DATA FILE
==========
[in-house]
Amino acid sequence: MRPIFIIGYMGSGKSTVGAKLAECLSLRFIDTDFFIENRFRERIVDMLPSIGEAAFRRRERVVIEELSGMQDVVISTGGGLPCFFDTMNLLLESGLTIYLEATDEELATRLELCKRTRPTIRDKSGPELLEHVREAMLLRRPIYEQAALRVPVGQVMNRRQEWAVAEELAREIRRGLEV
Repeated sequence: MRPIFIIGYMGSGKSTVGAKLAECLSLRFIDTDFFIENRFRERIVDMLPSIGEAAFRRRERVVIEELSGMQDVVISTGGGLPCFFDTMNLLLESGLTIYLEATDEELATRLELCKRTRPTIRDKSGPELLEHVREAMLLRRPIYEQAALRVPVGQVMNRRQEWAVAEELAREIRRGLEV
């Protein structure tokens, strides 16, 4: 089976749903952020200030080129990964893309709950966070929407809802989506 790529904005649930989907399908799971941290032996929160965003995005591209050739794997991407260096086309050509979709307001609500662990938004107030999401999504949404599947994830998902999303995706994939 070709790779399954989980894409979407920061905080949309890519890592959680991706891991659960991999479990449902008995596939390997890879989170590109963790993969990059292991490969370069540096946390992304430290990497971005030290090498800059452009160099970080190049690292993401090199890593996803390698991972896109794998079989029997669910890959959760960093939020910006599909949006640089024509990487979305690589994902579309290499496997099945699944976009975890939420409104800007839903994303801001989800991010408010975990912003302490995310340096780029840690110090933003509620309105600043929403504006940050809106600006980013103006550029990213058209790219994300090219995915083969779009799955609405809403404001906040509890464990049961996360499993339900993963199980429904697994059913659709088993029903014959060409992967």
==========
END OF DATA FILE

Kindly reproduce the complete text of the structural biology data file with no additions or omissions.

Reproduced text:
[in-house]
Amino acid sequence: MRPIFIIGYMGSGKSTVGAKLAECLSLRFIDTDFFIENRFRERIVDMLPSIGEAAFRRRERVVIEELSGMQDVVISTGGGLPCFFDTMNLLLESGLTIYLEATDEELATRLELCKRTRPTIRDKSGPELLEHVREAMLLRRPIYEQAALRVPVGQVMNRRQEWAVAEELAREIRRGLEV
Repeated sequence: MRPIFIIGYMGSGKSTVGAKLAECLSLRFIDTDFFIENRFRERIVDMLPSIGEAAFRRRERVVIEELSGMQDVVISTGGGLPCFFDTMNLLLESGLTIYLEATDEELATRLELCKRTRPTIRDKSGPELLEHVREAMLLRRPIYEQAALRVPVGQVMNRRQEWAVAEELAREIRRGLEV
């Protein structure tokens, strides 16, 4: 089976749903952020200030080129990964893309709950966070929407809802989506 790529904005649930989907399908799971941290032996929160965003995005591209050739794997991407260096086309050509979709307001609500662990938004107030999401999504949404599947994830998902999303995706994939 070709790779399954989980894409979407920061905080949309890519890592959680991706891991659960991999479990449902008995596939390997890879989170590109963790993969990059292991490969370069540096946390992304430290990497971005030290090498800059452009160099970080190049690292993401090199890593996803390698991972896109794998079989029997669910890959959760960093939020910006599909949006640089024509990487979305690589994902579309290499496997099945699944976009975890939420409104800007839903994303801001989800991010408010975990912003302490995310340096780029840690110090933003509620309105600043929403504006940050809106600006980013103006550029990213058209790219994300090219995915083969779009799955609405809403404001906040509890464990049961996360499993339900993963199980429904697994059913659709088993029903014959060409992967």